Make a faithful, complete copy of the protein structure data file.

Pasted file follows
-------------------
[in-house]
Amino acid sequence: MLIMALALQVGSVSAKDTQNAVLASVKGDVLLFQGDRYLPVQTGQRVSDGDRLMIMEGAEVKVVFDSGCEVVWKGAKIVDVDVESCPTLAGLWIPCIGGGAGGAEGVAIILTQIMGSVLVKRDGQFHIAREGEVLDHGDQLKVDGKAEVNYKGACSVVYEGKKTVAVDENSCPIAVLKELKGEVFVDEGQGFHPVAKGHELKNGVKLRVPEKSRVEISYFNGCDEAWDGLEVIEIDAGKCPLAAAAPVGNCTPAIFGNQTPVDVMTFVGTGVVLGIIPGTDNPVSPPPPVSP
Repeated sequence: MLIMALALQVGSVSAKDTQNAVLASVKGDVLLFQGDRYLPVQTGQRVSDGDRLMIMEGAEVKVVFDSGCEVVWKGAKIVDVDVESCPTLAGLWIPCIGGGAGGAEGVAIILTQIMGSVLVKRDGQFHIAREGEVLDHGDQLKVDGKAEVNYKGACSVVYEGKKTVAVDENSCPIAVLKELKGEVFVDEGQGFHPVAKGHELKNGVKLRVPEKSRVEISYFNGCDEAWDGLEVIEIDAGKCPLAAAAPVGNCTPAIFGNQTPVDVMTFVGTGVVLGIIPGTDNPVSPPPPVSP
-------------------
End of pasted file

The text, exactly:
[in-house]
Amino acid sequence: MLIMALALQVGSVSAKDTQNAVLASVKGDVLLFQGDRYLPVQTGQRVSDGDRLMIMEGAEVKVVFDSGCEVVWKGAKIVDVDVESCPTLAGLWIPCIGGGAGGAEGVAIILTQIMGSVLVKRDGQFHIAREGEVLDHGDQLKVDGKAEVNYKGACSVVYEGKKTVAVDENSCPIAVLKELKGEVFVDEGQGFHPVAKGHELKNGVKLRVPEKSRVEISYFNGCDEAWDGLEVIEIDAGKCPLAAAAPVGNCTPAIFGNQTPVDVMTFVGTGVVLGIIPGTDNPVSPPPPVSP
Repeated sequence: MLIMALALQVGSVSAKDTQNAVLASVKGDVLLFQGDRYLPVQTGQRVSDGDRLMIMEGAEVKVVFDSGCEVVWKGAKIVDVDVESCPTLAGLWIPCIGGGAGGAEGVAIILTQIMGSVLVKRDGQFHIAREGEVLDHGDQLKVDGKAEVNYKGACSVVYEGKKTVAVDENSCPIAVLKELKGEVFVDEGQGFHPVAKGHELKNGVKLRVPEKSRVEISYFNGCDEAWDGLEVIEIDAGKCPLAAAAPVGNCTPAIFGNQTPVDVMTFVGTGVVLGIIPGTDNPVSPPPPVSP